SEATTLE—On Thursday, physicians and a paramedic will address the University of Washington’s Board of Regents meeting and testify against the school’s use of live animals in its paramedic training program to teach surgical airway. Immediately following the public comment period, a demonstration of the TraumaMan System human body simulator, which could replace the use of animals, will take place nearby.
The TraumaMan System is the most widely used surgical simulator in the world and was created by Seattle-based Simulab. TraumaMan features lifelike human skin, subcutaneous fat, muscle, simulated blood flow, and an articulating head.
WHAT: Doctors to testify at UW Board of Regents against the university’s use of animals for medical training, followed by a live demonstration of human body medical device TraumaMan.
WHEN: Thursday, May 12, at 12:45 p.m.; live simulation demonstration begins at 1:30 p.m.
WHERE: Board of Regents meeting, University of Washington, the Petersen Room, Allen Library; Live simulation demo will take place outside of the Student Union Building/The HUB (a three-minute walk from the meeting).
- Eric Cooper, M.D., Clinical Instructor of Medicine in the UW Emergency Department and Medical Program Director for Snohomish County Emergency Medical Services, will testify at the meeting and will perform the simulation demonstration.
- Paramedic Cindy Coker, Medical Services Administrator for Monroe Fire District No. 3, will testify at the meeting.
- William Morris, M.D., Chief of Neurosurgery, MultiCare Health System, Tacoma, Wash., will testify at the meeting.
“The University of Washington needs to end its use of live animals and modernize its paramedic training program,” says Eric Cooper, M.D., F.A.C., E.P., “Alternatives that are widely used by other programs provide better training to paramedics and could easily and immediately replace animals.”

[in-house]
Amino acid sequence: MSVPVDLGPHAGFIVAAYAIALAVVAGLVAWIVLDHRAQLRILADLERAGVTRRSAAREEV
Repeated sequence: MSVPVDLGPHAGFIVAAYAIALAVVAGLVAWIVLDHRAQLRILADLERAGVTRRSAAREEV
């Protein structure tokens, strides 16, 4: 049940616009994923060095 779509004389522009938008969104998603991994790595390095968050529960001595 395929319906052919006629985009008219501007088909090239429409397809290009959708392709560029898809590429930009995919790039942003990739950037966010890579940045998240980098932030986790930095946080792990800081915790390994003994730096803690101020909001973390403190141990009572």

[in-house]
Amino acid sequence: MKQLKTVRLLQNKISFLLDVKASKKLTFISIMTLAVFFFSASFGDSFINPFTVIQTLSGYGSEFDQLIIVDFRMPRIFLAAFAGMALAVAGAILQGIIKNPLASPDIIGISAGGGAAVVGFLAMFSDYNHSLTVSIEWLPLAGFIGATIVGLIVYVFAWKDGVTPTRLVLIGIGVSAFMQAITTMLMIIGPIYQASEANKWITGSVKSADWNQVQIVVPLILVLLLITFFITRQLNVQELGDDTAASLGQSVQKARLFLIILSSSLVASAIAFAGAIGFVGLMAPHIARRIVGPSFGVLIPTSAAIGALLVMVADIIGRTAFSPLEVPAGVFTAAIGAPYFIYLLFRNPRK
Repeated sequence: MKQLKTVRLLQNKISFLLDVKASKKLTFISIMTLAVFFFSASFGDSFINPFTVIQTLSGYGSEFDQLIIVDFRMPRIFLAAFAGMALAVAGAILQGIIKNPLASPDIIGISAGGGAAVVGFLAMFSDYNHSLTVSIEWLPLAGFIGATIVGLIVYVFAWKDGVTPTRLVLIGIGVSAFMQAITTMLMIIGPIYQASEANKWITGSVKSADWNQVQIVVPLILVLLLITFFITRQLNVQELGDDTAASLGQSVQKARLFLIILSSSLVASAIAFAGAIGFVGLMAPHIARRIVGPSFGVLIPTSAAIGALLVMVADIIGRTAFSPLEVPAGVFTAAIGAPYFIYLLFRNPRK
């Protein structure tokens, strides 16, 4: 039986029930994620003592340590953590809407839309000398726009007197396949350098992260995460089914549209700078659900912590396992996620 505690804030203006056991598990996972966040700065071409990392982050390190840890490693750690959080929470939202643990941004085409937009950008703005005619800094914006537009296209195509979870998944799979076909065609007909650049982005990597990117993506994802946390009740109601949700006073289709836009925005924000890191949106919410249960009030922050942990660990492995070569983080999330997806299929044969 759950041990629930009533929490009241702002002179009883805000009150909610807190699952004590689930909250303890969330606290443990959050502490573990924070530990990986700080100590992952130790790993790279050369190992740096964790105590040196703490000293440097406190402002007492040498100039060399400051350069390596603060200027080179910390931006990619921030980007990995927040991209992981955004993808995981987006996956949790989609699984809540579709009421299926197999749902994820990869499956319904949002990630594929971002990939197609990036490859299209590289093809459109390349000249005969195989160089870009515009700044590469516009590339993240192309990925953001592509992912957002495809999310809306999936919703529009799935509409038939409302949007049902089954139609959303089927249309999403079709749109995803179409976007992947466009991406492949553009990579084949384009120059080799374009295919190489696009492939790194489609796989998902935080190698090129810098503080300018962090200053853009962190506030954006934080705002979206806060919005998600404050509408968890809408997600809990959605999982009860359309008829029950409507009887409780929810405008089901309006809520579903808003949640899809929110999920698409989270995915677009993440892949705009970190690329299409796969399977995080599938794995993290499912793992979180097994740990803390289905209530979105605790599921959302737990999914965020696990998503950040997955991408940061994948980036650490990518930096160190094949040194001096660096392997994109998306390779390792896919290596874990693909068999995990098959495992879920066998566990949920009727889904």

UW’s paramedic course is the only one in the Pacific Northwest known to use animals among 16 responsive programs—all other courses use human-based medical simulators. Meanwhile, 99 percent of Advanced Trauma Life Support (ATLS) programs in the United States and Canada (275 of 277) do not use animals for the training of surgical airway or any other skills. In addition, as of Jan. 2015 the Department of Defense ended the use of animals for military ATLS training.
Despite the widespread availability of more effective alternatives, UW uses live pigs to teach surgical airway to paramedic students, practicing paramedics, and flight nurses. The procedure involves making an incision in the neck to insert a breathing tube and is performed up to six times by multiple trainees on each pig. Surgical airway is widely taught on a variety of realistic human body simulators, such as TraumaMan. At UW, the Institute for Simulation in Healthcare maintains simulators and task trainers—including TraumaMan–that could replace the use of pigs.
The day of the meeting and simulation demonstration, the Physicians Committee will release a white paper: “Surgical Airway Training in the 21st Century: The Case for Replacing Animal Use in the University of Washington Paramedic Program.”
For a copy of the oral testimony from Dr. Morris, Dr. Cooper, and Cindy Coker, a copy of the white paper on surgical airway training, or to interview a physician, please contact Dania DePas at 202-527-7382 or DDePas@PCRM.org.
Founded in 1985, the Physicians Committee for Responsible Medicine is a nonprofit health organization that promotes preventive medicine, conducts clinical research, and encourages higher standards for ethics and effectiveness in research and medical training.